With women representing 60 percent of college students, Title IX has shifted focus toward sexual harrasment and assault. In a 2019 survey from the Association of American Universities, one in four cis female undergraduates said they were sexually harassed. The ratio was more than one in five for TGQN (trans, grenderqueer, noncomforming) students and one in twenty for cis men. The recent National Coalition for Women and Girls in Education (NCWGE) report noted that, “Some lower courts have even held that schools cannot be held liable for their deliberately indifferent responses to a student’s report of sexual harrasment or assult unless the student is sexually harrassed or assaulted again after their report to their school, effectively creating a ‘one free rape rule.’”
Students seldom report their experiences, due in part because of fear that they will not be disbelieved or punished. The reporting process became less accessible after changes made by the Trump administration.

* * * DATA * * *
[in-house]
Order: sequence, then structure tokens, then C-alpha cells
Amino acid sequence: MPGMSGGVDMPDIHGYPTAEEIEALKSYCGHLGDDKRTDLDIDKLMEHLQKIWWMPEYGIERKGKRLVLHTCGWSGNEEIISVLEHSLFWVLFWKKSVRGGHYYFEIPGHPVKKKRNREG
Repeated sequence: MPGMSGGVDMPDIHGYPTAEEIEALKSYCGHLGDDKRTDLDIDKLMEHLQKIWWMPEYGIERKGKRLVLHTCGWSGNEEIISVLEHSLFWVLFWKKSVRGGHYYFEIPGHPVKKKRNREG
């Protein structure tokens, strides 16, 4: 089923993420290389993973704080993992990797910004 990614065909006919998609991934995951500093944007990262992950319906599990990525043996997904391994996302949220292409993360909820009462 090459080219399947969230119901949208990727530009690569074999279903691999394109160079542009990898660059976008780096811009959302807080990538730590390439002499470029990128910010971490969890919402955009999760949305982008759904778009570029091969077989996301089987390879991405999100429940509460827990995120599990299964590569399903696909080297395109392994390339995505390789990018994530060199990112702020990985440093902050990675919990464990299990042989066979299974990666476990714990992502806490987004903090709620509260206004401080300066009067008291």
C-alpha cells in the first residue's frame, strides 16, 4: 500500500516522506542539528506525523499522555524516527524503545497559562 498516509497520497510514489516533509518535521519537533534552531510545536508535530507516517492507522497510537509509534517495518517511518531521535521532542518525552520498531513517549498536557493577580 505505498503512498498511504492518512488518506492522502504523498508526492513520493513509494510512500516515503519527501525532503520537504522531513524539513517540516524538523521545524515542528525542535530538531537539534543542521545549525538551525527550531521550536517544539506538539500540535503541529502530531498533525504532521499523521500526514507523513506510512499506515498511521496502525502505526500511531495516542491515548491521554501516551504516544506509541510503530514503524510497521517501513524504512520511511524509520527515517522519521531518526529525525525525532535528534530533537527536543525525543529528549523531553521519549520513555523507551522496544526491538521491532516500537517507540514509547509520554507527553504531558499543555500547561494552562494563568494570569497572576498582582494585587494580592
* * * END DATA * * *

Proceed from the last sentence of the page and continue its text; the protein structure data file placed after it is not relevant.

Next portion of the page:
Case investigations, which previously had to be completed within six months, can now remain open indefinitely. They can be waived entirely “if the harassment described in the complaint is not severe and pervasive,” the NCWGE reported. Schools can address complaints through mediation rather than formal punishment, including sport suspensions. It also requires live hearings with cross-examinations by advisors, which may discourage students who want to remain anonymous from reporting. Students who experience sexual assalt are disproportionately likely to drop out of college, emphasizing the need for prevention and reporting resources.
The NCWGE recommends Title IX expand to ensure that student survivors do not experience more severe punishment than perpetrators. It also suggests that schools that violate anti-sexual assault laws be subject to increased civil penalties.
On June 23, the Department of Education announced a proposal to reverse restrictions made by the previous administration. The plan would expand Title IX protections for sexual harrasment, improve the reporting process, and increase transparency between students and their schools’ nondiscrimination policies.